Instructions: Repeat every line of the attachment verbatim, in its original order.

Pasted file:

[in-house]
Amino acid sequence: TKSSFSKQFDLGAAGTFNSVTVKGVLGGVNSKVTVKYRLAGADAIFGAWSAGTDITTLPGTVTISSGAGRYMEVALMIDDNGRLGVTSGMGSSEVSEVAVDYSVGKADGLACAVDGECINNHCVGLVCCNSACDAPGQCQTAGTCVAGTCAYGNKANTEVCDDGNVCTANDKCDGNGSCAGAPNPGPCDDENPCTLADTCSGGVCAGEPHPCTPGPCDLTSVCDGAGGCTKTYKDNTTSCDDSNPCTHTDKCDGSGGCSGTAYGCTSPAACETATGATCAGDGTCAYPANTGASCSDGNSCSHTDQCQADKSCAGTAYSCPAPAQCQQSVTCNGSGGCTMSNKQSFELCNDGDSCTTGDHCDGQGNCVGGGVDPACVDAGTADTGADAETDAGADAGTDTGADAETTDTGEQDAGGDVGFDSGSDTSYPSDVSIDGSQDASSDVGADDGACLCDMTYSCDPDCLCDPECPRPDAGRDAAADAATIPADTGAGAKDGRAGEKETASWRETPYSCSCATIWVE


[in-house]
Amino acid sequence: TKSSFSKQFDLGAAGTFNSVTVKGVLGGVNSKVTVKYRLAGADAIFGAWSAGTDITTLPGTVTISSGAGRYMEVALMIDDNGRLGVTSGMGSSEVSEVAVDYSVGKADGLACAVDGECINNHCVGLVCCNSACDAPGQCQTAGTCVAGTCAYGNKANTEVCDDGNVCTANDKCDGNGSCAGAPNPGPCDDENPCTLADTCSGGVCAGEPHPCTPGPCDLTSVCDGAGGCTKTYKDNTTSCDDSNPCTHTDKCDGSGGCSGTAYGCTSPAACETATGATCAGDGTCAYPANTGASCSDGNSCSHTDQCQADKSCAGTAYSCPAPAQCQQSVTCNGSGGCTMSNKQSFELCNDGDSCTTGDHCDGQGNCVGGGVDPACVDAGTADTGADAETDAGADAGTDTGADAETTDTGEQDAGGDVGFDSGSDTSYPSDVSIDGSQDASSDVGADDGACLCDMTYSCDPDCLCDPECPRPDAGRDAAADAATIPADTGAGAKDGRAGEKETASWRETPYSCSCATIWVE